Only when enough influential engineers see that all their work is “real engineering”, not just the small parts that involve solitary technical work like calculations and design, will it be possible to change the undergraduate curriculum.

Until then, well-intentioned attempts to expose students to the realities of practice will continue to encounter strong resistance because of the large number of deeply reinforced misunderstandings among students that are explained in the book.

The only way to work around these misconceptions is to expose students to the contradictions that arise from them, and help students through the inevitable confusion that follows.  Many novice engineers endure discomfort in their first job from the realities of practice that directly conflict with their mistaken conceptions.  The resulting confused state of mind may actually promote learning, given appropriate resources.  That is why I argue in the book that the ideas it presents are best learned in the workplace.

Educators may find the book informative and it may help them gain some new insights into practice.  There are many stories for students that will help them understand more about the real world of engineering they will soon be a part of.

I have also argued that teaching students to teach engineering to their peers is one of the best ways to prepare them for the realities of practice.

An environment that encourages and rewards students who help each other to learn leads to the kind of infectious enthusiasm that Dave Goldberg, Mark Somerville and Catherine Whitney have presented to us in their book, “A Whole New Engineer.”  Coming from different perspectives, they have shown how it is possible to create this kind of enthusiasm that will definitely help students with the difficult transition to practice still in front of them.  Their book complements “The Making of an Expert Engineer” by alerting the engineering education community about the need for change.

Bio of James Trevelyan

James TrevelyanProfessor James Trevelyan is a Winthrop Professor in the Mechanical and Chemical Engineering School at The University of Western Australia, Fellow of Engineers Australia, and practices as a mechanical and mechatronics engineer developing new air conditioning technology.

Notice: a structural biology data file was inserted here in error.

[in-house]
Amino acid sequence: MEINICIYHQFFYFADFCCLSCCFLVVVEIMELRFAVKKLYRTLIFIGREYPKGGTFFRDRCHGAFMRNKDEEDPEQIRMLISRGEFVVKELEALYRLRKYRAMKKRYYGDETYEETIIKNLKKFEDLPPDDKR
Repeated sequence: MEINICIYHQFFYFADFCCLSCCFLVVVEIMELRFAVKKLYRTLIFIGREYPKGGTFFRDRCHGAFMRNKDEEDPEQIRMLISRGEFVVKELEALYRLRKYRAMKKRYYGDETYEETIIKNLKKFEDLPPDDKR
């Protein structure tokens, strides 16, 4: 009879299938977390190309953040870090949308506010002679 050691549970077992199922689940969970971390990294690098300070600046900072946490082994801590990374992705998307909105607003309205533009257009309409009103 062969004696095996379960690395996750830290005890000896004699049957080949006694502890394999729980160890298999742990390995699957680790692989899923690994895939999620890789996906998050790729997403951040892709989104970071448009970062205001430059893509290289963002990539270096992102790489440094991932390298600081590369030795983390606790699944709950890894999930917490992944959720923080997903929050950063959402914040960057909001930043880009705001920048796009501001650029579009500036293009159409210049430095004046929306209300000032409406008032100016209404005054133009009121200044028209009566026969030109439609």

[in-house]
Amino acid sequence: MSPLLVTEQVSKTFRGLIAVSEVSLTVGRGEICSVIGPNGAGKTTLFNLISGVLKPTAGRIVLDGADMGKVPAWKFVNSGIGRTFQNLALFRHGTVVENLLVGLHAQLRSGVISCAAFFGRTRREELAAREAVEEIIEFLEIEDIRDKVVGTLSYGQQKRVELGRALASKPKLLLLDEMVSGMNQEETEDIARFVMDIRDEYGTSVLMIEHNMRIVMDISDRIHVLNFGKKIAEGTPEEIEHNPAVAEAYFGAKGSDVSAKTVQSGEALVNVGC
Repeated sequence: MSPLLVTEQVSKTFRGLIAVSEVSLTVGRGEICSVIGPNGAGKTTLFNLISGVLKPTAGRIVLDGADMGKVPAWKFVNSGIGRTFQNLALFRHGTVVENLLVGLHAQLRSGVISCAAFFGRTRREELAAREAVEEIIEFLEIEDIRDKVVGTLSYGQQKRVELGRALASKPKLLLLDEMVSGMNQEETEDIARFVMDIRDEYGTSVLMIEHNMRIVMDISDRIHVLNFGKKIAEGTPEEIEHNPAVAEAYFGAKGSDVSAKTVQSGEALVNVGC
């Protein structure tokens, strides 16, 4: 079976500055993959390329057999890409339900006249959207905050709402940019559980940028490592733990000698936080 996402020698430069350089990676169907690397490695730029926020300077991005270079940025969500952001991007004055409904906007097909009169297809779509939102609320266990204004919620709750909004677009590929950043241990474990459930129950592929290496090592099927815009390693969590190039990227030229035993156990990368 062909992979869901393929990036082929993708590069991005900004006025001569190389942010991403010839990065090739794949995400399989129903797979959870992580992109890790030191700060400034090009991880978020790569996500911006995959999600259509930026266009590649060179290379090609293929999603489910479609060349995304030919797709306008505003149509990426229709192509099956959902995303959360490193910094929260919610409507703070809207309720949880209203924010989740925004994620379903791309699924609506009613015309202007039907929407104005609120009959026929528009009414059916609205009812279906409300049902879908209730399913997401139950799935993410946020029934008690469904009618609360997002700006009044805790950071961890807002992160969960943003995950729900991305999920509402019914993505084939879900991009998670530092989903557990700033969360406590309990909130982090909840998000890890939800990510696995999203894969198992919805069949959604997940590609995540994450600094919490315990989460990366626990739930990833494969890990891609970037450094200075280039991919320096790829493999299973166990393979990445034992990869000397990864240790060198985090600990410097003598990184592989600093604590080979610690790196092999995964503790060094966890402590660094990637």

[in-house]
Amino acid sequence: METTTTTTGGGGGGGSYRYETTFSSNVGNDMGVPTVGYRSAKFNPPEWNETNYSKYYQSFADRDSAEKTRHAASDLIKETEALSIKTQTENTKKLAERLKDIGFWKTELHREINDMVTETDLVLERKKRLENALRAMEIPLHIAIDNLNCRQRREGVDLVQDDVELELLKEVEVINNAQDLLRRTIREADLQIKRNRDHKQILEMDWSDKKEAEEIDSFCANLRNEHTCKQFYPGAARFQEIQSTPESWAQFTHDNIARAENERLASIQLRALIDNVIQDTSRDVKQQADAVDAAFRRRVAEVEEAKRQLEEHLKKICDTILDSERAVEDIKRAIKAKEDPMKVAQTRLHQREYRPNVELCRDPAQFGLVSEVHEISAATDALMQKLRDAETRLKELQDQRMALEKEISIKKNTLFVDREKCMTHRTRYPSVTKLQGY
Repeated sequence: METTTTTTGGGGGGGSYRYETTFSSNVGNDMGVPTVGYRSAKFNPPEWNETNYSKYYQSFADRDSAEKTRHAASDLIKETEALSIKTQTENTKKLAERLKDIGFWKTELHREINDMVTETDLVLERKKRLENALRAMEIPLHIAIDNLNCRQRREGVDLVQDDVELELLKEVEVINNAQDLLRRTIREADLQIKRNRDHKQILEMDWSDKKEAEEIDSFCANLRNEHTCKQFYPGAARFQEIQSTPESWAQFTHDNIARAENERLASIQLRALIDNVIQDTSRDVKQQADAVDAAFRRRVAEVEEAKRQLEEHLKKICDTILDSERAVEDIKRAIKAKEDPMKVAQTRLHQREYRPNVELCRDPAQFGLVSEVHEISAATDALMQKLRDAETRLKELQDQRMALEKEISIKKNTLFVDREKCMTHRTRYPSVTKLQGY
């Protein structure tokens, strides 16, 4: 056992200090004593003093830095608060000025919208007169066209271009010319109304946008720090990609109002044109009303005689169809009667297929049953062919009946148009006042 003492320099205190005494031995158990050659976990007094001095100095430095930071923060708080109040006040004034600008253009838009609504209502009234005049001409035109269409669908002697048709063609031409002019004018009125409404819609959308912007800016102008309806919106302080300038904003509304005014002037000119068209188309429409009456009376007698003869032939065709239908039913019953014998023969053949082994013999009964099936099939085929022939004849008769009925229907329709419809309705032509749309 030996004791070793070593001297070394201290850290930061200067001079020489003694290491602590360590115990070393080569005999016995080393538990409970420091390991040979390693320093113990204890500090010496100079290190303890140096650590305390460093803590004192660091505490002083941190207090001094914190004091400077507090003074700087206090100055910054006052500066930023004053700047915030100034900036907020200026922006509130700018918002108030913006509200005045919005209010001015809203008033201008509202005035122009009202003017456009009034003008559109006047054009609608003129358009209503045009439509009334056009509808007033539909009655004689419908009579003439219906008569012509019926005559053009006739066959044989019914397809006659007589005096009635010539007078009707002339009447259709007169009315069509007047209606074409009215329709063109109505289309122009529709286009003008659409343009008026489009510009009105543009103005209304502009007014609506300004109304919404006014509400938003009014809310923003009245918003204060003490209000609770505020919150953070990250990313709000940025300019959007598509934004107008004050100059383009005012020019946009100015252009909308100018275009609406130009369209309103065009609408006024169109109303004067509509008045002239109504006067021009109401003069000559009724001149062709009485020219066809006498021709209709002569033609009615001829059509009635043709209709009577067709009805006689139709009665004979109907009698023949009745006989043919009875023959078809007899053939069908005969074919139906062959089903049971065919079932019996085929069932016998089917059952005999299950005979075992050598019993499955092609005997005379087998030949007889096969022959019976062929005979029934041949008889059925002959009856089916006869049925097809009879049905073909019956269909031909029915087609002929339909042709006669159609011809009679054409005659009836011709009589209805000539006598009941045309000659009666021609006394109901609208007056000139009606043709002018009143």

His main area of research is on engineering practice, and he teaches design, sustainability, engineering practice and project management.

He is well known internationally for pioneering research that resulted in sheep shearing robots (1975-1993).  He and his students produced the first industrial robot that could be remotely operated via the internet in 1994. He was presented with the 1993 Engelberger Science and Technology Award in Tokyo in recognition of his work, and has twice been presented with the Japan Industrial Robot Association award for best papers at ISIR conferences.  These are the leading international awards for robotics research.  He has also received university, national and international awards for his teaching and papers on engineering education.

From 1996 till 2002 he researched landmine clearance methods and his web site is an internationally respected reference point for information on landmines.  He was awarded with honorary membership of the Society of Counter Ordnance Technology in 2002 for his efforts, and was also elected a Fellow of the Institution of Engineers Australia.

Professor Trevelyan’s web page is providing further information on his research and teaching.

This Post Has One Comment

  1. This is fantastic insight. There is in fact a disconnect between how engineering is taught and how engineering is practiced. I would like to see how other engineering educators are addressing this disconnect. This could be a very useful future discussion through Big Beacon.